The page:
First-time buyers are set to face an additional £1,000 bill per year when they opt to remortgage as increasing interest rates begin to increase the cost of borrowing.
According to UK Finance, an industry group, last June, the average buyers who are getting their foot on the housing ladder borrowed approximately £145,368, the highest amount recorded. Despite the amount of the loans, the low interest rates mean that monthly repayments are only £605 on average, or £7,260 per year. The number amounts to only 17.2 percent of the income of the buyers, nearly the lowest proportion ever. However, the increasing interest rates will change this.
The average buyer chooses to fix their loan rate for a period of three years. However, some economists anticipate the interest rates to increase another three times over the said period, on top of the increase in August.
Once this is passed on to the borrowers, their mortgage rate will probably increase from the average last June of around 2.5 percet to 3.5 percent. This will then bring the average repayments up to £8,232 per year or an increase of £972.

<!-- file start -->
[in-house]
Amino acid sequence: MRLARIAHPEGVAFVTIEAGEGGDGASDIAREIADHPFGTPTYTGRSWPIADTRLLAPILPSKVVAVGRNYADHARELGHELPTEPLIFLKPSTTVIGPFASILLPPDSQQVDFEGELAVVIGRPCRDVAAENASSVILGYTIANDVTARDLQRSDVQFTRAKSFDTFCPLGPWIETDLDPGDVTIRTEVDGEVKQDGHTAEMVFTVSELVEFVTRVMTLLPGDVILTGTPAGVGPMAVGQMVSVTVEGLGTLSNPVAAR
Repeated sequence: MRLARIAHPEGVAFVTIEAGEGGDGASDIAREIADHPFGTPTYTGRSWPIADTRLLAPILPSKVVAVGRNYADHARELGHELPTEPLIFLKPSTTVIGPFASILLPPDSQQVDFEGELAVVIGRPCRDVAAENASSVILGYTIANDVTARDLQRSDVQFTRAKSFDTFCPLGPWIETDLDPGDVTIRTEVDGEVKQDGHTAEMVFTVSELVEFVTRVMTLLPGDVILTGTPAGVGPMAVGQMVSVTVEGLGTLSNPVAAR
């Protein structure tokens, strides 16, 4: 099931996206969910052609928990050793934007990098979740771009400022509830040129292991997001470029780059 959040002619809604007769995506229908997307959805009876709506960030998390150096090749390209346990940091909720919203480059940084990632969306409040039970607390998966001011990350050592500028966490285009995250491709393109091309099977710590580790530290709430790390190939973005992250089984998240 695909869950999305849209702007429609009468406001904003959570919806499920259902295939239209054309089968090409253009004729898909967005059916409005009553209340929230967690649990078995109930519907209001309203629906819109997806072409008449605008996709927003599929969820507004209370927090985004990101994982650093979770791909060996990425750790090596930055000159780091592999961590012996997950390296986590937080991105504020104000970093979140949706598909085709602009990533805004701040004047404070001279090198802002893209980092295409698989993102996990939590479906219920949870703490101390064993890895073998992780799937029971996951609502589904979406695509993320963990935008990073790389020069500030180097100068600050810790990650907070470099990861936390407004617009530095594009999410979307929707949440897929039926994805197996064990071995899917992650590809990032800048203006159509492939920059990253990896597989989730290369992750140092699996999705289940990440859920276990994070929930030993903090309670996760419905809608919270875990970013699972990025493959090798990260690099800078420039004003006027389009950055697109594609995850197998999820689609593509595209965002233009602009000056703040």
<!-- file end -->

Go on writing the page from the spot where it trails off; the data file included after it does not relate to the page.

Banks and several building societies will now have to test the ability of the borrowers to pay back their loans at a much higher level of interest of approximately 7 percent so this should still be affordable.
However, it would still not be comfortable as it signifies a rise in housing costs of over 13 percent.
Debt charity’s Sue Anderson stated: “Just a £23 change in monthly repayments would be enough to tip one in 10 of StepChange’s mortgage holder clients into a negative monthly budget.”
She added: “For households on a tight budget, saving may be difficult, but building up even a small amount of rainy day savings may make the difference between having a budget surplus or not being able to make ends meet.”
The effect will be felt on the wider housing market.
Pantheon Macroeconomics’s Samuel Tombs stated: “Interest rates for fixed-rate mortgages will continue to creep up over the coming months. And don’t forget, mortgage rates only need to rise marginally to have a big impact on affordability, because loan-to-income ratios are at a record high.”
He added: “Accordingly, it’s still too soon for a meaningful recovery to take hold in the housing market.”